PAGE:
This study reviews the services available for harm reduction, testing/screening, and treatment of HCV infection in penitentiary settings. The latest available Hep-CORE data are sourced from ELPA member organizations that reported on barriers to access for high-risk populations in practice [31]. By comparing these data with the available literature, we were able to identify important discrepancies that were not apparent when reporting from a single source. The renewed attention to viral hepatitis in the wake of the advent of highly effective direct-acting antiviral (DAA) therapy, coupled with the adoption of the 2016 WHO Global health sector strategy on viral hepatitis [36] and the Action plan for the health sector response to viral hepatitis in the WHO European Region [37], has paved the way for action to reach the goal of eliminating viral hepatitis as a public health threat by 2030. Nonetheless, the stated attention and political commitments have rarely translated to action and implementation of services for one of the population groups with the highest prevalence of HCV infection: prisoners.

Counseling and testing for prisoners is a crucial entry point to eventual prevention, treatment, care, and support services for blood-borne viruses [38]. Tattooing in prisons with shared and unsterile needles and ink may also increase the risk of HCV acquisition. Programs to combat this would also contribute to harm reduction and disease prevention in the prison setting. In a project in penitentiary institutions in France and Luxembourg, for example, a health education project to promote safe tattooing has been piloted in order to train prisoners on safe tattooing and health considerations, regulate the tattoo trade, and provide safe instruments and medical oversight for prisoner tattoos. The project was proposed in one prison after researchers found that 50% of inmates surveyed had a tattoo, of which one out of three had been made during their prison stay [39].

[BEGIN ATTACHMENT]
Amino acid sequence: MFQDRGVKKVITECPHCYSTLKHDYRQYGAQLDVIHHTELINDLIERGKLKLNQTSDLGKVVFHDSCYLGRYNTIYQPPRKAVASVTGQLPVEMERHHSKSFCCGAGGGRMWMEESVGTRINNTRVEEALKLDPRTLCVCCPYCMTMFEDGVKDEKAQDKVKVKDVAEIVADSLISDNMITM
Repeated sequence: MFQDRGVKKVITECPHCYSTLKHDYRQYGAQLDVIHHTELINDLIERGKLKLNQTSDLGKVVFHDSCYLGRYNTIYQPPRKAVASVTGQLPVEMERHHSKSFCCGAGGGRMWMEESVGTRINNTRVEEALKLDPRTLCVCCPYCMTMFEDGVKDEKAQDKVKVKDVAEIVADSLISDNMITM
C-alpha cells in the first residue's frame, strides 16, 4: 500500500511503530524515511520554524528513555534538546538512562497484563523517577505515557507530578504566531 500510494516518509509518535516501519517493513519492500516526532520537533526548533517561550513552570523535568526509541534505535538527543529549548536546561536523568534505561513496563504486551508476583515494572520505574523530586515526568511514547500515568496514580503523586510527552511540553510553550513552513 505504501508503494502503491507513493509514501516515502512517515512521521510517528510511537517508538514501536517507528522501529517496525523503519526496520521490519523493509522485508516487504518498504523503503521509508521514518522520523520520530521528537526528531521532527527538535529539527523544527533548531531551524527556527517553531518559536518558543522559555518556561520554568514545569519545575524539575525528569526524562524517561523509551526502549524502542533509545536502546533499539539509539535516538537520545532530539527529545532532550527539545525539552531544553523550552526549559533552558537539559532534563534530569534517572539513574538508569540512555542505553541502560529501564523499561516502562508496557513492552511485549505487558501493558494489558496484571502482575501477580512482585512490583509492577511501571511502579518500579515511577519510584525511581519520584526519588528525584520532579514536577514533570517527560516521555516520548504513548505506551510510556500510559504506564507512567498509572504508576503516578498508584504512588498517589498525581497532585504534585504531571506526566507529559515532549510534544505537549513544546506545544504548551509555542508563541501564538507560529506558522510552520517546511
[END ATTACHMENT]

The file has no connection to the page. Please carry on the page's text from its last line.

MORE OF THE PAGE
On the other hand, results regarding prisoner access to testing and screening services are promising at first glance. In 21 of the 25 Hep-CORE study countries, testing for blood-borne viruses is officially possible in prison settings. However, in 16 countries (64%), there is no existing policy that guides the provision of testing/screening to prisoners as a high-risk population. Eight countries (32%) have such a policy, but the uptake of testing/screening is possibly suboptimal as the extent of the activity is unknown. In the UK, universal opt-out screening has been initiated as of 2015 in Scotland, 2016 in Wales, and April 2017 in England, and this will be expanded to all prisons in the coming years [40]. This is crucial, as a significantly higher uptake of testing has been shown to occur with opt-out procedures in prisons [4143]. Furthermore, several trials have shown that improved screening with opt-out procedures and subsequent treatment with DAAs is cost-effective, despite the high costs of DAA treatments [44, 45].